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Talent in transformational SMEs: developing the right team should be every CEO’s top post-investment priority

14 February 2019

Pascal Wittet

Pascal Wittet, Partner in our Private Equity team, looks at the “people” challenges rapid growth can bring for small businesses


 If you’re a Founder or CEO of an SME looking to take on private equity investment, you’ve clearly got big plans for your business. Private equity involvement is a choice ambitious management teams make to help effect rapid and often radical change and achieve their growth plans.

In the same way that the business will look very different in five years’ time than it does at the point of investment, often so does the senior management team. That process will bring “people” challenges - as the business evolves, so too will many job roles. New skills will have to be developed or brought in. Managing that transition will be key to implementing the company’s vision – but it’s also one of the biggest challenges CEOs of small businesses will face post-investment.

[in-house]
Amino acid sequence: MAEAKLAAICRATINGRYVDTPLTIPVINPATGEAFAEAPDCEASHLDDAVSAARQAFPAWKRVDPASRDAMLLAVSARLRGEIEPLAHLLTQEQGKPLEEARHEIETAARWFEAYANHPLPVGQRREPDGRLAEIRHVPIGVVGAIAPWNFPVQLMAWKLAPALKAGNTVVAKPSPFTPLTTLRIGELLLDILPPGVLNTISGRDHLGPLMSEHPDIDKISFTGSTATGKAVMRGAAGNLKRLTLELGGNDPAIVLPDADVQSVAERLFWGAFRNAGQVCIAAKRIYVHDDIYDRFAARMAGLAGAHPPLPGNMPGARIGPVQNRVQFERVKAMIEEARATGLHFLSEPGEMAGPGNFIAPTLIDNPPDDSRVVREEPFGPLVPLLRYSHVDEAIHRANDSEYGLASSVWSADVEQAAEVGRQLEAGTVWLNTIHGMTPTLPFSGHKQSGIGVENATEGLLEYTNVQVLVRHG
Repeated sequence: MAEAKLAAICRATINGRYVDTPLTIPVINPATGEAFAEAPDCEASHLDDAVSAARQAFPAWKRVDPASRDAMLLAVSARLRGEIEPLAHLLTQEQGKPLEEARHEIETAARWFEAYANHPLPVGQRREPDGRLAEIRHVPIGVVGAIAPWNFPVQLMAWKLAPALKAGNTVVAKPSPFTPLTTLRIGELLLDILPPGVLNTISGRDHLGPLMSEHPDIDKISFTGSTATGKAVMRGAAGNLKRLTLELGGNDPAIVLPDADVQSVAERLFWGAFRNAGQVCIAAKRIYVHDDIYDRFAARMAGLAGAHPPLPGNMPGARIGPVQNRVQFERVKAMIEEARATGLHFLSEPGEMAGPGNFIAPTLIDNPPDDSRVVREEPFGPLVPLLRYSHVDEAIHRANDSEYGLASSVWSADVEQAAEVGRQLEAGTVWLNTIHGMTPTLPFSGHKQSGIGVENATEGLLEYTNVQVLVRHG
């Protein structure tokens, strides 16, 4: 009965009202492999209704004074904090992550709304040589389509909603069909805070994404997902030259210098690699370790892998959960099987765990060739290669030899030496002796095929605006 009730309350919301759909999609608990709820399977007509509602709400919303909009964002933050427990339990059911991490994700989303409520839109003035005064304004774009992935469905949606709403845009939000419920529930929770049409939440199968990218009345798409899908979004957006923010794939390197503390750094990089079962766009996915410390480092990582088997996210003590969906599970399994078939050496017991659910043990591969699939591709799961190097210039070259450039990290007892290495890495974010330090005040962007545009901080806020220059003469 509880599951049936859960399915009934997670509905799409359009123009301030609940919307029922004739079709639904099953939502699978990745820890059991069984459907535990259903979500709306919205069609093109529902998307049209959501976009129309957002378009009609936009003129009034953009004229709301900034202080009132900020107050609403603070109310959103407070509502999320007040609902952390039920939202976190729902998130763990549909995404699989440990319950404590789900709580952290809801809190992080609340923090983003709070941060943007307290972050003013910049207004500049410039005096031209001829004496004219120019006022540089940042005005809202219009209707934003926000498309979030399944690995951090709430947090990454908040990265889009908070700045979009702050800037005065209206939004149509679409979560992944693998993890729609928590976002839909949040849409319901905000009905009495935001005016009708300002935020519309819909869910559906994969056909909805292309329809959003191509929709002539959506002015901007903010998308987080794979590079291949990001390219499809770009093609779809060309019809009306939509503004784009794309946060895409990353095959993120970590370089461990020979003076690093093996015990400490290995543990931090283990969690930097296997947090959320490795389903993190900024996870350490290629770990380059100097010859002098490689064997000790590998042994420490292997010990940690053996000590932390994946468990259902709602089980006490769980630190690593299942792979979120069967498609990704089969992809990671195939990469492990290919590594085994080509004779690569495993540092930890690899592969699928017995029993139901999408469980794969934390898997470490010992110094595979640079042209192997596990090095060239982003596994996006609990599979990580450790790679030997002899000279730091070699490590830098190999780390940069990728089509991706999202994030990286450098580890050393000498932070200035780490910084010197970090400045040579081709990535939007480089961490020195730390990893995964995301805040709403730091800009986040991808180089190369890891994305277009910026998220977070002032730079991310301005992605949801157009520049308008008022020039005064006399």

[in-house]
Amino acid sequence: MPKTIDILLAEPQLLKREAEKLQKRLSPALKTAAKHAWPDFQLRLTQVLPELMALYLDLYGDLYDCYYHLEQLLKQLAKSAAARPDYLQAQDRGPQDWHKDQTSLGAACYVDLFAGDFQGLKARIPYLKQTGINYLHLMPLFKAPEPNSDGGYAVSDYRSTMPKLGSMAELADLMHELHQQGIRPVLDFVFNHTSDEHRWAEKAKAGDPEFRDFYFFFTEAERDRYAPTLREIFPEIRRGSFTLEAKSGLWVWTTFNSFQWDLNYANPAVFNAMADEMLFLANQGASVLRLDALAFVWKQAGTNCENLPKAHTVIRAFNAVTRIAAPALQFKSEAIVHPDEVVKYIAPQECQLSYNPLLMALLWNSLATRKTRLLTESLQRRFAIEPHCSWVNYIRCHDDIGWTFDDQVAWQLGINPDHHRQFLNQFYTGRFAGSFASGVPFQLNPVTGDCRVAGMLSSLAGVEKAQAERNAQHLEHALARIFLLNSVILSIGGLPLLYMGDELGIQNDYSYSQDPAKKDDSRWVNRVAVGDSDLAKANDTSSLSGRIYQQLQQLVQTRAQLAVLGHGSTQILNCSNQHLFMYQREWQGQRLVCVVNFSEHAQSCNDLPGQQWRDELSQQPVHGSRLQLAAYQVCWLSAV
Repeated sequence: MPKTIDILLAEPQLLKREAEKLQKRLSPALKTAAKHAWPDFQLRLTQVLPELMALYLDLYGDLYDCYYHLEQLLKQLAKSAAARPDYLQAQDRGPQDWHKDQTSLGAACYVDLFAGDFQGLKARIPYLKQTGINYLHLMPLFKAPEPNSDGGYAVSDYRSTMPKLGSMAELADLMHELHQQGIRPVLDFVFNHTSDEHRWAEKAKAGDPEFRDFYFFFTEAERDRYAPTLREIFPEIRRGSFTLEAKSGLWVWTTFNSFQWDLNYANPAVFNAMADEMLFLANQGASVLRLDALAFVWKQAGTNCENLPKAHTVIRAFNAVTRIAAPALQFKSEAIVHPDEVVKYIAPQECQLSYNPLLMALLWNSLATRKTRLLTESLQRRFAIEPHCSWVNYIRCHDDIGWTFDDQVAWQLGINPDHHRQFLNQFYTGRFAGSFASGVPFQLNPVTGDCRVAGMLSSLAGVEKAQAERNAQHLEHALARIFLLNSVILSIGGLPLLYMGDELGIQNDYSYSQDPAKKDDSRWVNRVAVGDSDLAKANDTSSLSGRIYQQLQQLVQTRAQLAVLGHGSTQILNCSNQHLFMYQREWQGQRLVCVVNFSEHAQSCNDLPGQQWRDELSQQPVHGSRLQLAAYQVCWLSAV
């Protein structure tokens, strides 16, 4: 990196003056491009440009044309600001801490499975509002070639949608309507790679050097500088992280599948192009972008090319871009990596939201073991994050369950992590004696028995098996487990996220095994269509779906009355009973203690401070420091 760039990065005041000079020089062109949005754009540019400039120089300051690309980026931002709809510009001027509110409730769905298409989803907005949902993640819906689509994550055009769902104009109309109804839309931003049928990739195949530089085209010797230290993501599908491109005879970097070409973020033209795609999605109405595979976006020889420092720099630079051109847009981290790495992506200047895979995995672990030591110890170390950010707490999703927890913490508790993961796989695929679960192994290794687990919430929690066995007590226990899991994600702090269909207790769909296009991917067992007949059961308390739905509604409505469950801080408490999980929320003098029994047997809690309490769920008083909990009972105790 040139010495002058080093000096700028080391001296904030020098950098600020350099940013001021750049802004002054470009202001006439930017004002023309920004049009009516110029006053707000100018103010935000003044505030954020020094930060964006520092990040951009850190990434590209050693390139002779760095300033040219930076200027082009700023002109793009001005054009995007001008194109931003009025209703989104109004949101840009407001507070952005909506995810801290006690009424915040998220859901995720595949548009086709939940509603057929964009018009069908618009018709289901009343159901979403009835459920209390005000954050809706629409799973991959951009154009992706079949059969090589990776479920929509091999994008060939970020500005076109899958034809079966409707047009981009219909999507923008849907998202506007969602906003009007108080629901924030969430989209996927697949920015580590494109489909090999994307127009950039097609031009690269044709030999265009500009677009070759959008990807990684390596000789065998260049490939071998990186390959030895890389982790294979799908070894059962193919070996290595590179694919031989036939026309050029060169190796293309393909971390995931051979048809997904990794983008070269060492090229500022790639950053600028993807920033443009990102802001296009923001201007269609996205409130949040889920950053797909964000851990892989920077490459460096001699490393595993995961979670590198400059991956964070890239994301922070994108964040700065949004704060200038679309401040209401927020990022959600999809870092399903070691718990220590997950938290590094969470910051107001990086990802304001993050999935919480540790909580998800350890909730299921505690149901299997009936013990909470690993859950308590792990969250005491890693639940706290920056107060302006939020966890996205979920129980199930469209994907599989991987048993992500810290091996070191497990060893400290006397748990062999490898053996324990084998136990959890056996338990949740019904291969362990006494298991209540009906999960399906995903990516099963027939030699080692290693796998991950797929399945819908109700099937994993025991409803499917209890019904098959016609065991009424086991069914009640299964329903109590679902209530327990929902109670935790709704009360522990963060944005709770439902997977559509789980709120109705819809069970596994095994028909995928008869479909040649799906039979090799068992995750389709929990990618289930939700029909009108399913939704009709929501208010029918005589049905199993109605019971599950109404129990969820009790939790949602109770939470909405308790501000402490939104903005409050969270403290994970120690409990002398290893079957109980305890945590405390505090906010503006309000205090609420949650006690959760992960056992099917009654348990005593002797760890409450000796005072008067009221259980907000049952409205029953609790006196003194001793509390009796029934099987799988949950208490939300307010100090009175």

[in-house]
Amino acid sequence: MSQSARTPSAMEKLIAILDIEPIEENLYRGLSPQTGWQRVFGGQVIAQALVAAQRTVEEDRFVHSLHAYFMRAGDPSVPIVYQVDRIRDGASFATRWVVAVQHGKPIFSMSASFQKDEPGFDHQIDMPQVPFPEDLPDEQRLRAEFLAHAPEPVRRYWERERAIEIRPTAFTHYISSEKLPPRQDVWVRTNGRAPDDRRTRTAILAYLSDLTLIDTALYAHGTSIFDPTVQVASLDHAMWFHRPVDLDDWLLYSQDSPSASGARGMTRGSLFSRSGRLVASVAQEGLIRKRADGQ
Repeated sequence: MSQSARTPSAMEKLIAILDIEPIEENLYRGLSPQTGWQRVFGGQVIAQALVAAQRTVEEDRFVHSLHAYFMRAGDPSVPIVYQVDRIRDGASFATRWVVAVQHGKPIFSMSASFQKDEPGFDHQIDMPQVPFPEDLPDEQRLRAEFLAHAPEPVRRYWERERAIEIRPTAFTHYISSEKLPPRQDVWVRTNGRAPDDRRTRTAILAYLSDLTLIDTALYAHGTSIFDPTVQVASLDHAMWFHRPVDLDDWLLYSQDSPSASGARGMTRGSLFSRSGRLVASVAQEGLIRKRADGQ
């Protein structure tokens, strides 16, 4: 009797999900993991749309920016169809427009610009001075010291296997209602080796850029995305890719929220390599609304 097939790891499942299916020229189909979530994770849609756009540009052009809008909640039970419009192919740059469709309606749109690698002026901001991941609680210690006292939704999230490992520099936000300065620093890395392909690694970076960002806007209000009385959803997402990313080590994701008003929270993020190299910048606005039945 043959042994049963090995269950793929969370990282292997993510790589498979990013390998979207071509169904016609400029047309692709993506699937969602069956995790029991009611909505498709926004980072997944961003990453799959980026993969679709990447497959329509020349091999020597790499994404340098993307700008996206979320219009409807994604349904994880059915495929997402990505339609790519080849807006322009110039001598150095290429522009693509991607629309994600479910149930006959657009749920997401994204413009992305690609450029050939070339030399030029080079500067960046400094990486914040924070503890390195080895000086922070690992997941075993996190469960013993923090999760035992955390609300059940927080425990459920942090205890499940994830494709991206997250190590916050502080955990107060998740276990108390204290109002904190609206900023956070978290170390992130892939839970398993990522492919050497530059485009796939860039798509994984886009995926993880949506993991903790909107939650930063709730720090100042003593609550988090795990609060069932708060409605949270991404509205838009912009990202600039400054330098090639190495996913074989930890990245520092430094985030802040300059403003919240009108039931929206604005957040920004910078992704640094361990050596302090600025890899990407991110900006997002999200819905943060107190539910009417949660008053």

Top-down change

Obviously, as the business adapts and grows, so too will staffing requirements but this is more than simply about more “bums on seats”. The first thing to note is that the CEO’s own job description will undergo a transformation. They’ll be at the helm of a far bigger ship, but not only that: there will be a far greater emphasis on pursuing strategic direction, not just the day-to-day running of the business. To do that, delegation will be key, and the CEO will need to have confidence in the calibre and breadth of skills sets of his or her immediate core team.

New roles – even an entire new management layer – may need to be created, such as dedicated HR, Operations, Marketing or Finance functions, which many SMEs may not have felt they needed (or could afford) up until this point. This will mean promoting internally or hiring externally – either of which will have an impact on existing staff, so it’s important to be open with them about what’s happening and how this will affect them.